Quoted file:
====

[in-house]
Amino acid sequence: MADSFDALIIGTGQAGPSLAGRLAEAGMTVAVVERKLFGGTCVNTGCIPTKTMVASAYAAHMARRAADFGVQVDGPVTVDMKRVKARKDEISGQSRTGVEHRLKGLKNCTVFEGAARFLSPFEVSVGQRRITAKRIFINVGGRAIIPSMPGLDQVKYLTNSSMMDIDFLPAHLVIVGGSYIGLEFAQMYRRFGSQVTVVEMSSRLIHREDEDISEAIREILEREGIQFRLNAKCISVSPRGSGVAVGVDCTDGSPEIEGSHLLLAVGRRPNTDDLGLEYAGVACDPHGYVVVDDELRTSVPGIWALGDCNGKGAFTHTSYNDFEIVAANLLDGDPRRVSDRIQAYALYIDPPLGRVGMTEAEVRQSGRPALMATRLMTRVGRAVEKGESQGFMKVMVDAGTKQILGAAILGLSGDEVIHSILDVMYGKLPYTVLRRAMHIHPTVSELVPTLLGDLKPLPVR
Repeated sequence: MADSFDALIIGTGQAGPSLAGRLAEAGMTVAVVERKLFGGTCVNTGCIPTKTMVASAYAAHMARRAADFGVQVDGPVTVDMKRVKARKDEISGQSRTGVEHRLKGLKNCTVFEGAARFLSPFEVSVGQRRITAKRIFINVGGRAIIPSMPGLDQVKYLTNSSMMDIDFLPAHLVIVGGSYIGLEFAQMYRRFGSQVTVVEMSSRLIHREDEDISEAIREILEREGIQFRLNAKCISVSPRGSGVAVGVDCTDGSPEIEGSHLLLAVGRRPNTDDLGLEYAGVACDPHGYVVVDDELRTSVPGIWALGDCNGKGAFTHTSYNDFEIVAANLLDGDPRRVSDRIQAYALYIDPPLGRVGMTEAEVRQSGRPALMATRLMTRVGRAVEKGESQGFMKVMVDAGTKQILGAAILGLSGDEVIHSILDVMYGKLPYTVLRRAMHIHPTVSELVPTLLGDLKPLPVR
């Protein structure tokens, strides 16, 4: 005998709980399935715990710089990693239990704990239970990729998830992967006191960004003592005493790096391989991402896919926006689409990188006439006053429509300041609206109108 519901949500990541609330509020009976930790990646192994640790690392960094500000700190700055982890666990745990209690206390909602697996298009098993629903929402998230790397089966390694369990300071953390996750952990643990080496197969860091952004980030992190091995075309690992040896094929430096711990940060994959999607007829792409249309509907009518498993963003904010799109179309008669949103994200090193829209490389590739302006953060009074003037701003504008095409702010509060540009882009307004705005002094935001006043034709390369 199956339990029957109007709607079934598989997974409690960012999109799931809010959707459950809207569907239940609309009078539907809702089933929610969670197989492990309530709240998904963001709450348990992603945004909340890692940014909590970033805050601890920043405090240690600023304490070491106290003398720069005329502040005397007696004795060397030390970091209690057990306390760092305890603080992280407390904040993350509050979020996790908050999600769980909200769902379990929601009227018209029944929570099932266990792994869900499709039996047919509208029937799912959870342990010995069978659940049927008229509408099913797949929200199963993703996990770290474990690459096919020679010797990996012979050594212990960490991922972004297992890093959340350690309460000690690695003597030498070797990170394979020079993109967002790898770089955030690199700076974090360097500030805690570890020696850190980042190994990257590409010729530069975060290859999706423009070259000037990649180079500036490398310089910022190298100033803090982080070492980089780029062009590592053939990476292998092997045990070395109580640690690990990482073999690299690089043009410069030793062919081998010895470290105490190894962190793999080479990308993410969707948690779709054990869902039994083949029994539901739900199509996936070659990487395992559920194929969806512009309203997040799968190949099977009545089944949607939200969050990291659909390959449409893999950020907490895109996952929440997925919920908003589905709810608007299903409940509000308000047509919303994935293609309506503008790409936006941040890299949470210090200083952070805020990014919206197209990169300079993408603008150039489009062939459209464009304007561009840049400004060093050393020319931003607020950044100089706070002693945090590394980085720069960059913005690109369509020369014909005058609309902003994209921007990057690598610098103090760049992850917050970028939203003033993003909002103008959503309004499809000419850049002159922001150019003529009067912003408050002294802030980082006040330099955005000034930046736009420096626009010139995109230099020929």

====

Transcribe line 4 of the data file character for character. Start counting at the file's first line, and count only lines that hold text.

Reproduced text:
């Protein structure tokens, strides 16, 4: 005998709980399935715990710089990693239990704990239970990729998830992967006191960004003592005493790096391989991402896919926006689409990188006439006053429509300041609206109108 519901949500990541609330509020009976930790990646192994640790690392960094500000700190700055982890666990745990209690206390909602697996298009098993629903929402998230790397089966390694369990300071953390996750952990643990080496197969860091952004980030992190091995075309690992040896094929430096711990940060994959999607007829792409249309509907009518498993963003904010799109179309008669949103994200090193829209490389590739302006953060009074003037701003504008095409702010509060540009882009307004705005002094935001006043034709390369 199956339990029957109007709607079934598989997974409690960012999109799931809010959707459950809207569907239940609309009078539907809702089933929610969670197989492990309530709240998904963001709450348990992603945004909340890692940014909590970033805050601890920043405090240690600023304490070491106290003398720069005329502040005397007696004795060397030390970091209690057990306390760092305890603080992280407390904040993350509050979020996790908050999600769980909200769902379990929601009227018209029944929570099932266990792994869900499709039996047919509208029937799912959870342990010995069978659940049927008229509408099913797949929200199963993703996990770290474990690459096919020679010797990996012979050594212990960490991922972004297992890093959340350690309460000690690695003597030498070797990170394979020079993109967002790898770089955030690199700076974090360097500030805690570890020696850190980042190994990257590409010729530069975060290859999706423009070259000037990649180079500036490398310089910022190298100033803090982080070492980089780029062009590592053939990476292998092997045990070395109580640690690990990482073999690299690089043009410069030793062919081998010895470290105490190894962190793999080479990308993410969707948690779709054990869902039994083949029994539901739900199509996936070659990487395992559920194929969806512009309203997040799968190949099977009545089944949607939200969050990291659909390959449409893999950020907490895109996952929440997925919920908003589905709810608007299903409940509000308000047509919303994935293609309506503008790409936006941040890299949470210090200083952070805020990014919206197209990169300079993408603008150039489009062939459209464009304007561009840049400004060093050393020319931003607020950044100089706070002693945090590394980085720069960059913005690109369509020369014909005058609309902003994209921007990057690598610098103090760049992850917050970028939203003033993003909002103008959503309004499809000419850049002159922001150019003529009067912003408050002294802030980082006040330099955005000034930046736009420096626009010139995109230099020929």